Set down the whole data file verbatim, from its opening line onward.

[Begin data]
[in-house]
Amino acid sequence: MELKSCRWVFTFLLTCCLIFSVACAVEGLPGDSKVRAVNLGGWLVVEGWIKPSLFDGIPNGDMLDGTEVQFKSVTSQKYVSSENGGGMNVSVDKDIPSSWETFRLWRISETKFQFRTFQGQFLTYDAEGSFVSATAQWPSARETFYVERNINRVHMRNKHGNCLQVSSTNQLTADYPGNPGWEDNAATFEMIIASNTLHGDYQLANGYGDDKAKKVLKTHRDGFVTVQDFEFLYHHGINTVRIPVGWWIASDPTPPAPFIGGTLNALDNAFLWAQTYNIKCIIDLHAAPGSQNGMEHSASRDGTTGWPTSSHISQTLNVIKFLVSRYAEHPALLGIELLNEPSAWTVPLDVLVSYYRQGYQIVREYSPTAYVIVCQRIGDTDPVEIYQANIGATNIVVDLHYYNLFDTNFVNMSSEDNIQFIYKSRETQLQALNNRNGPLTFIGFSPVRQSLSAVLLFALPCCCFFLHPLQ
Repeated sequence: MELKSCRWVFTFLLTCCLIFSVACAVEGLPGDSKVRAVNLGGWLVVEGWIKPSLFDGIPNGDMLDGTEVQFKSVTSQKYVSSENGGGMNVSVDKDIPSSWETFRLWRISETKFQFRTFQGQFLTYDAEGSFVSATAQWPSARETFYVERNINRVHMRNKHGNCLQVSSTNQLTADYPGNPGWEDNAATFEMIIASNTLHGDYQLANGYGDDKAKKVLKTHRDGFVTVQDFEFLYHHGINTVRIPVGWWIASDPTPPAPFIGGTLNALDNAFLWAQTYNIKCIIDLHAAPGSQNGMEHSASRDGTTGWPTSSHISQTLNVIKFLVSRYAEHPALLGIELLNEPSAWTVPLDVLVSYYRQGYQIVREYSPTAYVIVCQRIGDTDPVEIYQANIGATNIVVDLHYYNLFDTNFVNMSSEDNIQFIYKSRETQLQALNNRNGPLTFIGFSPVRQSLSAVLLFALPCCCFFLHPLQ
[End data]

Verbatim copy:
[in-house]
Amino acid sequence: MELKSCRWVFTFLLTCCLIFSVACAVEGLPGDSKVRAVNLGGWLVVEGWIKPSLFDGIPNGDMLDGTEVQFKSVTSQKYVSSENGGGMNVSVDKDIPSSWETFRLWRISETKFQFRTFQGQFLTYDAEGSFVSATAQWPSARETFYVERNINRVHMRNKHGNCLQVSSTNQLTADYPGNPGWEDNAATFEMIIASNTLHGDYQLANGYGDDKAKKVLKTHRDGFVTVQDFEFLYHHGINTVRIPVGWWIASDPTPPAPFIGGTLNALDNAFLWAQTYNIKCIIDLHAAPGSQNGMEHSASRDGTTGWPTSSHISQTLNVIKFLVSRYAEHPALLGIELLNEPSAWTVPLDVLVSYYRQGYQIVREYSPTAYVIVCQRIGDTDPVEIYQANIGATNIVVDLHYYNLFDTNFVNMSSEDNIQFIYKSRETQLQALNNRNGPLTFIGFSPVRQSLSAVLLFALPCCCFFLHPLQ
Repeated sequence: MELKSCRWVFTFLLTCCLIFSVACAVEGLPGDSKVRAVNLGGWLVVEGWIKPSLFDGIPNGDMLDGTEVQFKSVTSQKYVSSENGGGMNVSVDKDIPSSWETFRLWRISETKFQFRTFQGQFLTYDAEGSFVSATAQWPSARETFYVERNINRVHMRNKHGNCLQVSSTNQLTADYPGNPGWEDNAATFEMIIASNTLHGDYQLANGYGDDKAKKVLKTHRDGFVTVQDFEFLYHHGINTVRIPVGWWIASDPTPPAPFIGGTLNALDNAFLWAQTYNIKCIIDLHAAPGSQNGMEHSASRDGTTGWPTSSHISQTLNVIKFLVSRYAEHPALLGIELLNEPSAWTVPLDVLVSYYRQGYQIVREYSPTAYVIVCQRIGDTDPVEIYQANIGATNIVVDLHYYNLFDTNFVNMSSEDNIQFIYKSRETQLQALNNRNGPLTFIGFSPVRQSLSAVLLFALPCCCFFLHPLQ